A picture is worth a thousand words, a wise fellow once said. I’m not sure why I love this particular photo I took so much, out of the several hundreds. Yet I think the colours, the movement in the photograph says something and I think it’s rather symbolic of Delhi. At Rajiv Chowk, the main station connecting all the metro lines, the volume of passengers transferring is like Toronto rush hour in the Subway multiplied by a thousand! So far I have taken a lot of photos of the city and the traffic. It’s partly because I take an auto or the metro + rickshaws/autos to and from work every day, but perhaps it’s the lessons of my geography and urban planning course surfacing! Professors, you know your students actually absorbed the course material when…
Palimpsest. That is one word the professor drilled into our heads. Palimpsest. According to the Merriam Webster it means: “something having usually diverse layers or aspects apparent beneath the surface <Canada … is a palimpsest, an overlay of classes and generations — Margaret Atwood>”
Well done, Atwood! A country, a city has layers, it has depth. Before I hadn’t given much thought to it. Yet there is no question that how a place is built reflects it history and hence its culture and customs. Emperor Shahjahan made Delhi the Mughal capital in the late 1630s but it was conquered by the British in the 1800s. The British built an addition to the south of the city called “New Delhi” which was declared as the capital of India in 1947 after independence. The long period of British colonial rule is evident in the way the city is planned, the way the buildings are, and its culture. The drive on the right too! The city at the very center is a circle which radiates outwards like beams of sunlight. The infrastructure is amazing in some places, like the Delhi metro which I cannot say enough good things about.
On the other hand, history has also made India a place that has been conquered and ruled over by other great powers. There is this kind of awe when it comes to foreigners. At first I was incredibly uncomfortable when they stared at me, but I got used to it and now my ability to ignore is amazingly great! I haven’t received the worst end of the shock though. An American intern told me that a few red-haired Danish guys were volunteering in India two years ago when she was also volunteering here and everyone tried to touch their red hairy legs because they have never seen anything like it before. It’s strange and funny at the same time. However it’s unfortunate that some Indians we talked have this notion that foreigners are somehow superior to them; I don’t like this idea of subservience, but it appears that it’s built within the culture and evident throughout its history. Even when we have gone out to bars and clubs, foreigners get special treatment – free food, free drinks, no cover. I’ve found a lot of Indians to be party animals but drinking is looked down upon in the culture.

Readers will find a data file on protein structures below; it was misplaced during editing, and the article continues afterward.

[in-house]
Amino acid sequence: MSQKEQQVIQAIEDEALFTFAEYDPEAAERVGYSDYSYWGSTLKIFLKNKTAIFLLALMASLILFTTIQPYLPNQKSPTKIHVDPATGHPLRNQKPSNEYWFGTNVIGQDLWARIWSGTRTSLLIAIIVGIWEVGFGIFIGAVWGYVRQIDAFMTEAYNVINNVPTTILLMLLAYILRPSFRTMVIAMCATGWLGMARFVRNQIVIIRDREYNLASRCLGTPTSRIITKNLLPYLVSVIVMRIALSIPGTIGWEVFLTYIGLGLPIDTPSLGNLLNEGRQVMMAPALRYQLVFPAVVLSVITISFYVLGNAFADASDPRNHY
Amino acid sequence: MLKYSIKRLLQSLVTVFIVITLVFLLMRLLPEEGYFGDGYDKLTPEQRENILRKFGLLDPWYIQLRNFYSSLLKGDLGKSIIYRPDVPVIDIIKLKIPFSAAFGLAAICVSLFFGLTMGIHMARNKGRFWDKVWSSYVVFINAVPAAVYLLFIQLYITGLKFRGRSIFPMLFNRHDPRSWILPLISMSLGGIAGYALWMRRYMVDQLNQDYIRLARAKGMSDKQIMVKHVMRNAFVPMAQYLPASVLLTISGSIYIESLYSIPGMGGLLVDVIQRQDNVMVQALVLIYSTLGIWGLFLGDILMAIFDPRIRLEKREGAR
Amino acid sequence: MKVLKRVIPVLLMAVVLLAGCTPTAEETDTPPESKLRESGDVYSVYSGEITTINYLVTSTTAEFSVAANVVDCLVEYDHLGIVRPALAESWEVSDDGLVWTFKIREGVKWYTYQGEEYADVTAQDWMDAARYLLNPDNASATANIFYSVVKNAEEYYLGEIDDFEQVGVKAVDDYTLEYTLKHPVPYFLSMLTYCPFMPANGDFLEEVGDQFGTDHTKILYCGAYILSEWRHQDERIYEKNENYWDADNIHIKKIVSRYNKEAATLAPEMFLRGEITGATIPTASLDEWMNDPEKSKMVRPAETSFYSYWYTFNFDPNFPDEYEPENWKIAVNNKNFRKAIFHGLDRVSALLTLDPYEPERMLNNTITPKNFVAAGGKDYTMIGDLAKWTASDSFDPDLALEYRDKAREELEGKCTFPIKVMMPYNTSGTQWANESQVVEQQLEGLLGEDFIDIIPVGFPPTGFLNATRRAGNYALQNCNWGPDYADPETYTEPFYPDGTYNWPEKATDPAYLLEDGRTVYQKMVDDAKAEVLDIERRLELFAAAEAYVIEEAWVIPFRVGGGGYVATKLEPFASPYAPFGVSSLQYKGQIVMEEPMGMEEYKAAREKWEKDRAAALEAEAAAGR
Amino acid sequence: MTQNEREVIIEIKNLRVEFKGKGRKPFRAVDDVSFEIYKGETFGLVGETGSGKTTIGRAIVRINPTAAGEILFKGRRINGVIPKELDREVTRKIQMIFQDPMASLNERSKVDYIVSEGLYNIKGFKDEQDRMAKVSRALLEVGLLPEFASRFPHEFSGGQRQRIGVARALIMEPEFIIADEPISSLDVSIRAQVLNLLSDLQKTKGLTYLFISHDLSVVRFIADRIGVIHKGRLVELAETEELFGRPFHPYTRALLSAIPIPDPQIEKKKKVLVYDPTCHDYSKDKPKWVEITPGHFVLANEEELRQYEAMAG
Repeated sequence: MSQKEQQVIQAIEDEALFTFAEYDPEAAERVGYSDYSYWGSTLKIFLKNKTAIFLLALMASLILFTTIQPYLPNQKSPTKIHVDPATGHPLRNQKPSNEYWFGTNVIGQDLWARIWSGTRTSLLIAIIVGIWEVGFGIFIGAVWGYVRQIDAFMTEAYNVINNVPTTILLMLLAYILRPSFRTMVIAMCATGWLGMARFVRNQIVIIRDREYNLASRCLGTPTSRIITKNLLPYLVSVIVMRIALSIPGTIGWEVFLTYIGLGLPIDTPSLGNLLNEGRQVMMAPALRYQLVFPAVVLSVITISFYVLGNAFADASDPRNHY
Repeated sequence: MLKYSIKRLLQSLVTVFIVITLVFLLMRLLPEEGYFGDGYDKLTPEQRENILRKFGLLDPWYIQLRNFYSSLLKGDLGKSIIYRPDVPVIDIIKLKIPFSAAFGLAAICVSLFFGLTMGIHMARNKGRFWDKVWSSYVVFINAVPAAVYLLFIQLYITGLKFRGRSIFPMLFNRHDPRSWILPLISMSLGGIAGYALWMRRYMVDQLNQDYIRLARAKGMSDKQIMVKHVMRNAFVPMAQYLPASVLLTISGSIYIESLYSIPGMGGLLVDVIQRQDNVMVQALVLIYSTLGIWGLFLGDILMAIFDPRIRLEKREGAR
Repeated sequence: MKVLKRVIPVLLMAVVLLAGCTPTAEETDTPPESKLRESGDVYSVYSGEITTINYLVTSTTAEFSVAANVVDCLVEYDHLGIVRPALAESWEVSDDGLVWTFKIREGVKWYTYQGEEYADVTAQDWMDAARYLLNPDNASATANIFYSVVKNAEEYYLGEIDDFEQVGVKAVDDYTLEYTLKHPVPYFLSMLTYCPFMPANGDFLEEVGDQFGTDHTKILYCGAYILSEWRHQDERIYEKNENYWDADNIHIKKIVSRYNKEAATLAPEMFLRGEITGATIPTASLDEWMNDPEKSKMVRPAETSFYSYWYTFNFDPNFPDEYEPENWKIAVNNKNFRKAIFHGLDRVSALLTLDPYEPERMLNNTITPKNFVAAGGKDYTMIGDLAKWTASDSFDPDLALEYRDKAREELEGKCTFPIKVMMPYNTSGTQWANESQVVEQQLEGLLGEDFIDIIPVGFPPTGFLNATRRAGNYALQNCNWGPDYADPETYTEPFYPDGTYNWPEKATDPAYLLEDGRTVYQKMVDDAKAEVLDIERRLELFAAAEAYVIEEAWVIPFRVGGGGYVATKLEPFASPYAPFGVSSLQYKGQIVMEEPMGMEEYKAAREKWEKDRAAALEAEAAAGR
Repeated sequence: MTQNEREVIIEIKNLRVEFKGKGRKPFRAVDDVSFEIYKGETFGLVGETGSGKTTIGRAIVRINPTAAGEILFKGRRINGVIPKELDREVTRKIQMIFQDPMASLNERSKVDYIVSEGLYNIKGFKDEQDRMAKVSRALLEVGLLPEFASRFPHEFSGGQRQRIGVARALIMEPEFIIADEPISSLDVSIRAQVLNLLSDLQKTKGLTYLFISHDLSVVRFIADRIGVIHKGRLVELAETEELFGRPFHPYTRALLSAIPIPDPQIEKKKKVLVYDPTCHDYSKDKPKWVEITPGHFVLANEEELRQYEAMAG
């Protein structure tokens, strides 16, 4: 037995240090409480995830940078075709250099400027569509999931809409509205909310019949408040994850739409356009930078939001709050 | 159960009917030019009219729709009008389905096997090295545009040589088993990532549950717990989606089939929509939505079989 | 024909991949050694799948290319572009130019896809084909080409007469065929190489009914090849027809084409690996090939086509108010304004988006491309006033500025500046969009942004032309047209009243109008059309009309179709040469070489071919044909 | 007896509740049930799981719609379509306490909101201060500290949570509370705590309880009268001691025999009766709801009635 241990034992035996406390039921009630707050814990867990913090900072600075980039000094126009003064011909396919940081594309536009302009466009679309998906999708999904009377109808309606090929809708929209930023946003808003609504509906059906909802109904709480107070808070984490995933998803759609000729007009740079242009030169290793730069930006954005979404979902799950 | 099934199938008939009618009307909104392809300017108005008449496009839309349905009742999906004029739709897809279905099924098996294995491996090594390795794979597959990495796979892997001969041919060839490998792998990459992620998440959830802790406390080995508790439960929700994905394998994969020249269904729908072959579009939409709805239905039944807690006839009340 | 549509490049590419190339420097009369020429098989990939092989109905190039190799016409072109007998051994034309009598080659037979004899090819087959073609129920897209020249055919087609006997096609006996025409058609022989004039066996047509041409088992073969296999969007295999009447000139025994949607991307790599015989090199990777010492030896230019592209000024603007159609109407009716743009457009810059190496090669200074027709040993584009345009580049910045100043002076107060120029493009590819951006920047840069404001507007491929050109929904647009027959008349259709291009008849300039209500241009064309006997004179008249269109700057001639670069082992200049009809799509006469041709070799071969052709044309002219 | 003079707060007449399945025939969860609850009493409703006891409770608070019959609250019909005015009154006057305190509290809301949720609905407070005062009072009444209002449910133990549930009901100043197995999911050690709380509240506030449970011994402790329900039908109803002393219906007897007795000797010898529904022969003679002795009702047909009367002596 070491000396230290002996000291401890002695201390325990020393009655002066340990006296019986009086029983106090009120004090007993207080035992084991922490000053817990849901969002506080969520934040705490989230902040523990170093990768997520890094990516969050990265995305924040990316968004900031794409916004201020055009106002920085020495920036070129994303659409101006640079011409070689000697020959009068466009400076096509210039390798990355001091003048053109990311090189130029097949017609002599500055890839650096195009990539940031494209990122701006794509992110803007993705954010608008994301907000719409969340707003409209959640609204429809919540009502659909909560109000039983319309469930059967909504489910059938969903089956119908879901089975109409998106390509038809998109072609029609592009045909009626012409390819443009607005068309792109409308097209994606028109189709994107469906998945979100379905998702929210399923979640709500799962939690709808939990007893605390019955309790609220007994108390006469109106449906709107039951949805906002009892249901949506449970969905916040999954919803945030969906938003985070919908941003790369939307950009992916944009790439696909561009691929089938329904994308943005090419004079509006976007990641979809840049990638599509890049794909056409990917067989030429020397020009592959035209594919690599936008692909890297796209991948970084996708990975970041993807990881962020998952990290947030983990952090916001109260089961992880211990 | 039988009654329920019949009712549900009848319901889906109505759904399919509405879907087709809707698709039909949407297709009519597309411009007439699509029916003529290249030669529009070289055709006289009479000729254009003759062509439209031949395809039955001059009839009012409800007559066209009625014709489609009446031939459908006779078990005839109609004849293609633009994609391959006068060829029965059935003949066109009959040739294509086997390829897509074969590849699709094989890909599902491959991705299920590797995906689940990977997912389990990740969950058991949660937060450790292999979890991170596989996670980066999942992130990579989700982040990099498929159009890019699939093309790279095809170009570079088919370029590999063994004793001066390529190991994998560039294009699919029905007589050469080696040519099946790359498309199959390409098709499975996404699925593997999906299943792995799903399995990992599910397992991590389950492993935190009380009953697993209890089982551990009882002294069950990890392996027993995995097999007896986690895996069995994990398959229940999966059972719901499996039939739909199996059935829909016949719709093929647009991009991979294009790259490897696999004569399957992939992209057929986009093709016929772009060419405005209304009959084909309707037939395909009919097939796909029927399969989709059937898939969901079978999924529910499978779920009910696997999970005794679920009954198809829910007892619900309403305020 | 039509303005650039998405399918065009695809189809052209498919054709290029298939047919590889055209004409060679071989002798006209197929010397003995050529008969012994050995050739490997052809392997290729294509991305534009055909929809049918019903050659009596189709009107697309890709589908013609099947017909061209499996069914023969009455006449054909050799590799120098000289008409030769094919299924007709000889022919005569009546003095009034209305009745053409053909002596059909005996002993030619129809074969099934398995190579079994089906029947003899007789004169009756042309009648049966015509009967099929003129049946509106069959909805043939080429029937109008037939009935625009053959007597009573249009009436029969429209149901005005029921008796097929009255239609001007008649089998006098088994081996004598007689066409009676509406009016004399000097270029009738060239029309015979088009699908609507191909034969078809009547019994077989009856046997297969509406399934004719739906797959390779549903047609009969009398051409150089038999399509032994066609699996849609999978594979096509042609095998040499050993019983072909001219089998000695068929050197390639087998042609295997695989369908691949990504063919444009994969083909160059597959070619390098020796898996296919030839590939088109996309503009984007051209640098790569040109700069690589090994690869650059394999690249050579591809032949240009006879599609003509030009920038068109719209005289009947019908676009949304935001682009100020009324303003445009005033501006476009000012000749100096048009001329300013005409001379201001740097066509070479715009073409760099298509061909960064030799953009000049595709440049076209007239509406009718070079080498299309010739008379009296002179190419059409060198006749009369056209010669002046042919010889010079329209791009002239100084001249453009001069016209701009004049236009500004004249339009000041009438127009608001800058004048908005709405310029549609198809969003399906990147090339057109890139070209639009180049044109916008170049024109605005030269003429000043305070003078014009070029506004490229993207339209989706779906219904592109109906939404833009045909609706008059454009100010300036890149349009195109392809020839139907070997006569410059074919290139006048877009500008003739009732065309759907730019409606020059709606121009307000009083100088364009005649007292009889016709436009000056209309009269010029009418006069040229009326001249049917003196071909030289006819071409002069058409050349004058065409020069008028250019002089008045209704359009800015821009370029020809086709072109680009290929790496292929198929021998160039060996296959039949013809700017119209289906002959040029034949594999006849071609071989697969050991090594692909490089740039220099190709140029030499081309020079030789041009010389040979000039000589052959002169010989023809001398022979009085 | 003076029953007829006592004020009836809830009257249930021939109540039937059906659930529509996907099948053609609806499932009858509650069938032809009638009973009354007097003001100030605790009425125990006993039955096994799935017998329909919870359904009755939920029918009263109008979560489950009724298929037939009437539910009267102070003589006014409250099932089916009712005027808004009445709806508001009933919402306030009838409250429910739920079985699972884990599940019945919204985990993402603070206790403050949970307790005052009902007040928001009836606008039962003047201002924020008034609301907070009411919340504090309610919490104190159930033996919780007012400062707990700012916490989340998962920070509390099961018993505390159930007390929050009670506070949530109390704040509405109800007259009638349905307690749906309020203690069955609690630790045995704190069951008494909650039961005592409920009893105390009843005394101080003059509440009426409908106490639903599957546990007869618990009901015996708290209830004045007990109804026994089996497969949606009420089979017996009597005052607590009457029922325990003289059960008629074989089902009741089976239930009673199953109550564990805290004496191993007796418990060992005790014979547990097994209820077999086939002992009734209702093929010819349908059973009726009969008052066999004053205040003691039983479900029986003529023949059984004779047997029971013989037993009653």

What really astounds me is how much religion plays a central part in their life. On street corners there a mini temples where people can pray and lay offerings for Krishna or Vishnu or other idols. In every auto rickshaw there are portraits of sacred idols. I have visited some Hindu and a Sikh temples so far and people believe very much in spirituality whether old or young. Unlike the Christian or Catholic church which a lot of in Canada, that has service usually on Sundays, the temples are much more free since they’re almost always open and you can always hear songs and chants. Recently I met some Sikhs and I think they are probably some of the most caring people, all they want to do is help you and make you feel welcome. The religious community is incredible diverse with Sikhs, Muslims, Buddhists, Christians, and Hindus which make up a large part of the population. No wonder so many travel to India in search of something spiritual, something greater than ourselves.
I was talking with an Indian the other day, and we decided that the only correct word to describe all that I have seen: the poverty, the dirt, the modernity and wealth, the “Western” culture and thought versus tradition, and the natural beauty as well as long history of this country is “illogical”. But of course every country, every culture has aspects that are strange and contradictory. It’s always better though to focus on the positives anywhere you go. That way it doesn’t distort your vision of all the good things that are possible. I don’t know what to say about India at this point except that I think I’m really happy to be here through the good, the bad, and the ugly. I absolutely love that I’m meeting so many international interns who, like me, have had similar experiences. The expat community is quite strong here, and we all feel closely knit.
“I want to go someplace where I can marvel at something” Julia Roberts said in Eat Pray Love. I decided to do this trip not exactly for the cliché but to experience something so completely different than anything I know, something crazy, something amazing. Dear friends, I think I have come to the right place.